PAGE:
Twelve years old - I'm on a trip with my family feeling overwhelmed by the chaos of our journey and life in general. I felt so anxious that my appetite disappeared and a week later I returned to school in a smaller body. Greeted by compliments and praise, I noticed how people began to look at me different, I became an object of desire. I realized that 'sexy' was my ultimate body goal, if I was sexy then I was wanted. As a young girl searching for validation and identity this was all I needed to associate being wanted with being loved.
It didn't start to consume me until high school, where life circumstances granted stress beyond my wildest dream. My eating disorder became my only means of emotional comfort and regulation. Simultaneously, the pursuit of sexiness heightened as I started modeling, where sexy was a too tiny waist and visible collarbones. My eating disorder behaviors were not just passively accepted anymore, they were required. 4 years went by with my memory of the details in between lost from the effects of the disorder. I remember the moment though, at a conference being asked to lose even more weight in order to model across seas. I remember everything moving in slow motion and hearing a voice inside me say - this will cost you your life. To this day I can’t say I understand where that voice came from or how I had the courage to turn down the offer. But that day I chose recovery and I’m grateful every day that I did. A change in life plans and one application later – I found myself off to college.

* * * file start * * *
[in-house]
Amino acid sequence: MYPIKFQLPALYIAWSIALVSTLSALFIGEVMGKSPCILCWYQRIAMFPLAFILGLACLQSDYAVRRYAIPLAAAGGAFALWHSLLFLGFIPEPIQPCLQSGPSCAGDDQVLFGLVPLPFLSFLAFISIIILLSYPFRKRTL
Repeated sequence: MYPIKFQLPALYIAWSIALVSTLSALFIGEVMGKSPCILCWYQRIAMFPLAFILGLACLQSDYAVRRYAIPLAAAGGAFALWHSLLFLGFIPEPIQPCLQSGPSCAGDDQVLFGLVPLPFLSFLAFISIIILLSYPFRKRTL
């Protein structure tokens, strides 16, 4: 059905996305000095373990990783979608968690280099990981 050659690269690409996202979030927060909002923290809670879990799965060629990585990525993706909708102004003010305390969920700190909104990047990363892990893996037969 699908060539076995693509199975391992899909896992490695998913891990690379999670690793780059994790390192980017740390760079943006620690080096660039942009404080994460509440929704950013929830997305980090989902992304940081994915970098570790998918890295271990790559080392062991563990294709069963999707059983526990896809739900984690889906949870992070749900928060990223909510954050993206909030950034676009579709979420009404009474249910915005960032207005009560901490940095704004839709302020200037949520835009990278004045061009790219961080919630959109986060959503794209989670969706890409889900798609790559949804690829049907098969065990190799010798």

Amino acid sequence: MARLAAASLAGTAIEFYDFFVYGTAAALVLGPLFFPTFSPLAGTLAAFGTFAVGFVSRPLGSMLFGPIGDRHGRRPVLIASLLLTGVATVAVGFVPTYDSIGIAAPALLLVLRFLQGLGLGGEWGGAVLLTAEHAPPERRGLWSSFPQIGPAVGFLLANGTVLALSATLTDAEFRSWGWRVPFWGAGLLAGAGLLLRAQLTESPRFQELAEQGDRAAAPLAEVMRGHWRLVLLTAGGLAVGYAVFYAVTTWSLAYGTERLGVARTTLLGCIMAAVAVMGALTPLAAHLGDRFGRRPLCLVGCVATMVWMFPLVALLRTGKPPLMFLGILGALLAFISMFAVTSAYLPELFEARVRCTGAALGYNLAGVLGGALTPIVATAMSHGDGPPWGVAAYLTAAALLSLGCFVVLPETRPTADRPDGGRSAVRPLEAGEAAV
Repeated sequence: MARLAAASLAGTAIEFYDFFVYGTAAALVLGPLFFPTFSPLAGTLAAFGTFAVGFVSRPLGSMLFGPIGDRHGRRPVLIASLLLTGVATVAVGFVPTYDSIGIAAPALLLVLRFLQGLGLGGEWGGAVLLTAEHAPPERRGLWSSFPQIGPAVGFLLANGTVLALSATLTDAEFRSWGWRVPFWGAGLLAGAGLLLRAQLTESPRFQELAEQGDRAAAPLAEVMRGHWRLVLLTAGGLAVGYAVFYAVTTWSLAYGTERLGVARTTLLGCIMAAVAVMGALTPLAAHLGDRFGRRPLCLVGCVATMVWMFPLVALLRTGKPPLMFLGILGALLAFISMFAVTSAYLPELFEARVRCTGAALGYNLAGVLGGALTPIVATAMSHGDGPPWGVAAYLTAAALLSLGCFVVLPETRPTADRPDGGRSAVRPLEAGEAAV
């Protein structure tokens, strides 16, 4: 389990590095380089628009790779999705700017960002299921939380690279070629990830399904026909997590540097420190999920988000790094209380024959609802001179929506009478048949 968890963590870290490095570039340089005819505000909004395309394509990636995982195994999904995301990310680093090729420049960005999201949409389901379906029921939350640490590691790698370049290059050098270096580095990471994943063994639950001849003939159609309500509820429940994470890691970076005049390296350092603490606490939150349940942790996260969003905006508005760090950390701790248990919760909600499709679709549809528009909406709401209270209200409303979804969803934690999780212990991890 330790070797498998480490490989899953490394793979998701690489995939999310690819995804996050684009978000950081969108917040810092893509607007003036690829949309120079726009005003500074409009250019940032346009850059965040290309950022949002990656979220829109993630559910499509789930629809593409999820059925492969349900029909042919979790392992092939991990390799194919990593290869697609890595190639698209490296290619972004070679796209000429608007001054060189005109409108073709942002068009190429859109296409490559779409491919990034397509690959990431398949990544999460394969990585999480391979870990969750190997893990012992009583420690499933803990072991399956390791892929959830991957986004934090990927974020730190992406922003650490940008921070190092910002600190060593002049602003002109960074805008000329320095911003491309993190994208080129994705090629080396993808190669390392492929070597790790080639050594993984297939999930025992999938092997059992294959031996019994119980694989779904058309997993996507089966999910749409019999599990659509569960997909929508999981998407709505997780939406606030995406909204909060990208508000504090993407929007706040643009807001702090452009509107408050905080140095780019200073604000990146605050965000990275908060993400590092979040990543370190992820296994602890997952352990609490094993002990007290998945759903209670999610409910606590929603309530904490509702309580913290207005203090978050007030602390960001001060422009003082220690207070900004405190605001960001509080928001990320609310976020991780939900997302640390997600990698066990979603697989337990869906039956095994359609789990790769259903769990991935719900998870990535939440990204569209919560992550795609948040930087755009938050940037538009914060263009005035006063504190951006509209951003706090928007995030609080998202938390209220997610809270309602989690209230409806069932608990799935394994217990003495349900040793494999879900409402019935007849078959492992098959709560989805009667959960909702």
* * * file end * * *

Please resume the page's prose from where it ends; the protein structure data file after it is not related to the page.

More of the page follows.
Six years later and I’m months away from getting my masters in counseling, intensely passionate about helping others fight for their recovery. No part of it was or is easy, this recovery journey is messy. But messy in the ways that finally allow you to breath, to love again, to be at ease in your body. Along the way, I’ve found myself grateful for every thought, emotion, and experience that makes up the mess. Life has begun to look more like gallery worthy abstract art rather than a child’s finger-paint. So here I am 6 years later in this beautiful mess of recovery, fighting for others to create their beautiful recovery too.
Written By: Rae Thomas